The IGLSD service population increases dramatically during the summer months due to the influx of visitors to the area. This results in high wastewater loads that the facility may not see during the other times of the year.  Additionally, the facility was designed to handle a peak flow event caused by locally heavy or prolonged rains.  In order to provide more flexibility to treat this peak flow or load, the facility was designed to flow equalization (EQ).  A concrete daily EQ tank holds smaller quantities and an earthen peak EQ basin is sized for overflow from the daily EQ tank during larger events.  All of the influent wastewater goes through the screening and grit removal prior to equalization.  The plant's control system uses a modulating value and flow meter to  "shave" off the excess flow above 7.2 mgd for equalization.  When influent flows subside, submersible pumps return the stored wastewater to the primary clarifiers at a controlled rate.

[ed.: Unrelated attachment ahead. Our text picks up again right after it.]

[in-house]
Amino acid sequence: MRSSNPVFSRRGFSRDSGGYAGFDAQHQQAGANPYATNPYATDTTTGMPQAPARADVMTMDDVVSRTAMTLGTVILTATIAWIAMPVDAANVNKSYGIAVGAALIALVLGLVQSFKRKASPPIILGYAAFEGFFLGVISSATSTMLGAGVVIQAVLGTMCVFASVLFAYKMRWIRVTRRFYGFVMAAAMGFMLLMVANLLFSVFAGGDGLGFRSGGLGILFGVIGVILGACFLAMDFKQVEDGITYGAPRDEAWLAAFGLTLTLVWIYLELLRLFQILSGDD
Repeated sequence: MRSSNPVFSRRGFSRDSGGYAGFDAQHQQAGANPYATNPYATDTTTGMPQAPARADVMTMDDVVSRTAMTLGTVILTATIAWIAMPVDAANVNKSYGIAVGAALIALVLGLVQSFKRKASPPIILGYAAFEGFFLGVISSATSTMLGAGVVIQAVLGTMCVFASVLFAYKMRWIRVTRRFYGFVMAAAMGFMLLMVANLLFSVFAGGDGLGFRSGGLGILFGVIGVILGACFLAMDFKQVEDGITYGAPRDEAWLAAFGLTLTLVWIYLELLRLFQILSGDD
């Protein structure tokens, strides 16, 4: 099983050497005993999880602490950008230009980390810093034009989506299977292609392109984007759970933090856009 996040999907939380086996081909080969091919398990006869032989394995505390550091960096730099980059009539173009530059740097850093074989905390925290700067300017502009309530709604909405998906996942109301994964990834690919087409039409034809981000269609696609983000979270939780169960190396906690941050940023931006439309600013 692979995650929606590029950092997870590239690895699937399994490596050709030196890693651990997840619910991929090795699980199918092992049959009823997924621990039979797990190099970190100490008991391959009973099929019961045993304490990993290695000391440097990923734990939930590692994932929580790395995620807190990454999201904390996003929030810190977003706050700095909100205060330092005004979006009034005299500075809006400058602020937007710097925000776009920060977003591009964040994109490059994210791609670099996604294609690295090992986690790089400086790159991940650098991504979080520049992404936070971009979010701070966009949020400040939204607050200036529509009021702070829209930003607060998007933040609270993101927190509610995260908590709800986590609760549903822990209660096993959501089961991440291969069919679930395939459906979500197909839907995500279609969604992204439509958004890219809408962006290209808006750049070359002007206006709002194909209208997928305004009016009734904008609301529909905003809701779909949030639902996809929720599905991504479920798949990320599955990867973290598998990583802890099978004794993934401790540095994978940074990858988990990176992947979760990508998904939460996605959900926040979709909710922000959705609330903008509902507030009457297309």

The facility design also includes an ultraviolet (UV) disinfection process to meet the disinfection requirement anticipated in the facility's new NPDES permit.  Disinfection reduces pathogens such as E.coli bacteria which can be harmful to humans.  The original chlorine contact tank was retrofitted to accommodate UV disinfection.  Two UV modules were installed with space for a future module. Disinfection is anticipated to be required from March 15 through November 15.  The use of UV eliminates risks associated with chlorine storage for chemical disinfection.  The final task is to sample the treated wastewater and document compliance with permit requirements.